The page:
Asphalt Shingle Damage: On an asphalt roof, hail damage looks like a dark spot, or bruise, where the roofing granules have been knocked away (look in gutters for accumulation of granules). In some cases you may find holes, cracking, or missing shingles on roofs with hail damage. This can result in leaking and serious water damage, which can lead to mold formation and wood rot, which can compromise the structural integrity of your roof resulting in collapse. In severe wind storms, it is common for shingles or sections of the roof to be missing altogether.
High winds are a fact of life for many property owners. With recorded wind speeds reaching upwards of 300 MPH, the damage done by severe windstorms, wind-driven hail, flying debris and tornado damage results in billions of dollars in damage every year.
To prepare your home for high winds, it is always a good idea to trim back tree branches away from the roof and large windows, as fallen limbs and broken tree branches can do a substantial amount of damage to your roof, windows and exterior.
If a tornado or windstorm is approaching, make sure to secure storm shutters over panes of exposed glass, or use pieces of pre-measured, pre-cut plywood to protect windows. Since most wind damage is done by flying objects, bring in outdoor furniture, toys, pots and gardening tools. Shut your garage door and make sure doors and windows are secured. For updates on wind conditions, tune in to local TV or radio.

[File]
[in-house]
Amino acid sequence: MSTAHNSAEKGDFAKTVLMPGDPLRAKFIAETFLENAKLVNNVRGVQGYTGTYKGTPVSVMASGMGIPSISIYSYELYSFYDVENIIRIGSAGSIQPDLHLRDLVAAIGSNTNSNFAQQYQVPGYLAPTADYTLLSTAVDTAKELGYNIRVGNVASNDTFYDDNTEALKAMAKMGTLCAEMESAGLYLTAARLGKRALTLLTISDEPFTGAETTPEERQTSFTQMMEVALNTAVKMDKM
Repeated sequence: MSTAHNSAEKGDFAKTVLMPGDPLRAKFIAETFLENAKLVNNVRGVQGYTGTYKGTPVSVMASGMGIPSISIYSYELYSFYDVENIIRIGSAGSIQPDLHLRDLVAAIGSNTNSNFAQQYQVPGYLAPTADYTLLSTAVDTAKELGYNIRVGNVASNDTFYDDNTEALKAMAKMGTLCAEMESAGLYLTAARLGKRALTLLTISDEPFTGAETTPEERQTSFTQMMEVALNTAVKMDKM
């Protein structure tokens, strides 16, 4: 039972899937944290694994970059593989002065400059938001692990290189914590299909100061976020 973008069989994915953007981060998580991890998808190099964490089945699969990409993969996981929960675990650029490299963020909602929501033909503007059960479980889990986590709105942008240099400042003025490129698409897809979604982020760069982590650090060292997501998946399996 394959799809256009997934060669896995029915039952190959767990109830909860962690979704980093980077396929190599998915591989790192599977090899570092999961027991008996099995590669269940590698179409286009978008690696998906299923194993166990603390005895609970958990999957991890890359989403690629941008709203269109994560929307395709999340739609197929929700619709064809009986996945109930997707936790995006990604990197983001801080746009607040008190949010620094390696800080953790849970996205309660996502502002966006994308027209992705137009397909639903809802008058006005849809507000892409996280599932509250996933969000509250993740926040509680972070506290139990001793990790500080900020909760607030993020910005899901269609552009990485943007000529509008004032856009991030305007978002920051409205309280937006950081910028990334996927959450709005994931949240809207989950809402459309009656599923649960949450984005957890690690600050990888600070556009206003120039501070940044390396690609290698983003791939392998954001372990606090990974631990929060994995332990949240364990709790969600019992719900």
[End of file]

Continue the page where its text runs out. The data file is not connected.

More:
In a severe windstorm there are 5 factors that determine storm damage:
Strength of the Structure
Shopping for Homeowners Insurance
When shopping for a homeowners policy, it is smart to check out several different insurance companies. Different insurance companies offer a wide range of coverage levels, discounts and prices. Don't just shop the companies you know best, but search for the policy that works best for your situation. If you come across a policy that looks good, but is offered by a company you haven't heard of, it's easy to check out their background. Here are three websites you can use to investigate the financial strength of an insurance company:
Fitch Ratings (www.fitchibca.com)
Moody's Investor Services (www.moodys.com)
When selecting a policy, start by researching your area. You'll want to have a firm understanding of the storm damage history of your neighborhood related to:
Make sure the insurance policy you select adequately covers storms and natural disasters in your area. Watch out for insurance companies known for unfairly denying claims. Every year, the American Justice Association publishes a list of the 10 Worst Insurance Companies. If your insurance company is on the list and your insurance claim has been denied, make sure you connect with a reputable contractor with the experience to fight for your rights.